“Are you thinking of suicide?”
“Are you considering killing yourself?”
“Have you had thoughts about taking your own life?”
“Have you been thinking about harming yourself?”
When asking the person this highly sensitive question, try your best to ask it in a way that feels natural, and not as though you are hoping they will answer “no,” — meaning, don’t ask, “you’re not thinking of killing yourself, are you?” — this puts the onus on the person struggling to comfort you rather than confide in you.
V: Validate Their Experiences
More than ever before, it is important that communication feel open, honest, and nonjudgmental.
Make yourself emotionally available; be willing to listen to them as they describe what they’re feeling and thinking, even if it is disturbing or upsetting to hear. Let them know you are a safe person to trust with their feelings.
Acknowledge the seriousness of their emotional state, tell them that you hear them, and that help is available.
E: Encourage Treatment and Expedite Getting Help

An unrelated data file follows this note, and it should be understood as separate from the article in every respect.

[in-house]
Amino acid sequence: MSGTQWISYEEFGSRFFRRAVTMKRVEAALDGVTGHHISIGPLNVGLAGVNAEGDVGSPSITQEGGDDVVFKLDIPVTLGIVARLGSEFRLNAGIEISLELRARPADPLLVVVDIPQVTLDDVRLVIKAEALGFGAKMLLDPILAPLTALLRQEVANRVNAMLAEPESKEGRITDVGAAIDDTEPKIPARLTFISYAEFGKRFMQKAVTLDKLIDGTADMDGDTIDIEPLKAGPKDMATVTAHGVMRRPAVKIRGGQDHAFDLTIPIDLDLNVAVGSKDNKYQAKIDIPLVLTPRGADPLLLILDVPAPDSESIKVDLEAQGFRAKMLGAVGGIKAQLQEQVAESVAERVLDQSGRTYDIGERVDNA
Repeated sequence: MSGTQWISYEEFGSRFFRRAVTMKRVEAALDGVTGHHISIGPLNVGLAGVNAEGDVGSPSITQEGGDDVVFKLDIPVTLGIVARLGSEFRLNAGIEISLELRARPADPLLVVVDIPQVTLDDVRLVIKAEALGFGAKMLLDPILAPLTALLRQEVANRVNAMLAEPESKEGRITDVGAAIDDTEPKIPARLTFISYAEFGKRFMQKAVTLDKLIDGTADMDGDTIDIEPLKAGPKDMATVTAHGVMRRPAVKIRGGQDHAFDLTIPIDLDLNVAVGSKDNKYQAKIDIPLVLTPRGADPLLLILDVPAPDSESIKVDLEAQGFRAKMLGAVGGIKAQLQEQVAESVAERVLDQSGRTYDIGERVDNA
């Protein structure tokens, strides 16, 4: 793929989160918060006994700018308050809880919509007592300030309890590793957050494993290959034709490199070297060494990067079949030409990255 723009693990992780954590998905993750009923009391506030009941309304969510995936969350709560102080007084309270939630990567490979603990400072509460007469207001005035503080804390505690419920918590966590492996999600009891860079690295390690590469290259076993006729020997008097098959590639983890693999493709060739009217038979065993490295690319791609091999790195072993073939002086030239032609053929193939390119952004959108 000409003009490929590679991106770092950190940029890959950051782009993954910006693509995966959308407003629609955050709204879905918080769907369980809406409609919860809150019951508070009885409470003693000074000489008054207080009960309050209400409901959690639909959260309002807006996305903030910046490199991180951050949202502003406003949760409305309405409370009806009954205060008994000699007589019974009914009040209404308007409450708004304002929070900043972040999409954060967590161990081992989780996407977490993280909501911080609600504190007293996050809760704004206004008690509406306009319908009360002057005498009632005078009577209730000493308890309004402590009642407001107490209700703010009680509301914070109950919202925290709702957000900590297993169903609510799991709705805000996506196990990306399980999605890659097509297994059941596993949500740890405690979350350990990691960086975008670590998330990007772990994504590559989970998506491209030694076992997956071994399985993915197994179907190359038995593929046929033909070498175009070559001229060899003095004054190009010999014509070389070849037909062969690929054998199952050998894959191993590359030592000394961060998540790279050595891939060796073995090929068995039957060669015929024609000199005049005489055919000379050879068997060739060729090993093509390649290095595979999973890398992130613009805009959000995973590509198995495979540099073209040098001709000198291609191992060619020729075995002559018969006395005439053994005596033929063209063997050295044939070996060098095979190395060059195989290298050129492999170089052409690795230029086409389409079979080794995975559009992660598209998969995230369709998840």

Do not leave a suicidal person alone, and if you have the ability to, remove any firearms, alcohol, drugs, or sharp objects that could be used in a suicide attempt.
Depending on their readiness to act, be prepared to make moves, such as taking them to the closest ER, the nearest psychiatric care facility, their primary physician, your local crisis center, or have these resources on-hand:
The Life Line Chat is available 24/7 so at any time, call or text 988 or chat on 988lifeline.org. Veterans, press 1 when calling.
Text TALK to 741-741 to text with a trained crisis counselor from the Crisis Text Line for free, 24/7
Send a text to 838255 to access the Veterans Crisis Line or access other veteran crisis lines at Vets4Warriors.com
To learn more about suicidal ideation, signs and symptoms, readiness, treatments and prevention go to American Foundation for Suicide Prevention or any of the linked websites cited in today’s post.
If you are struggling and you’re ready to reach out for help, Central Arkansas Group Counseling is available to you.
Please call us and set up an appointment, and we can help you out of that dark place you’re in.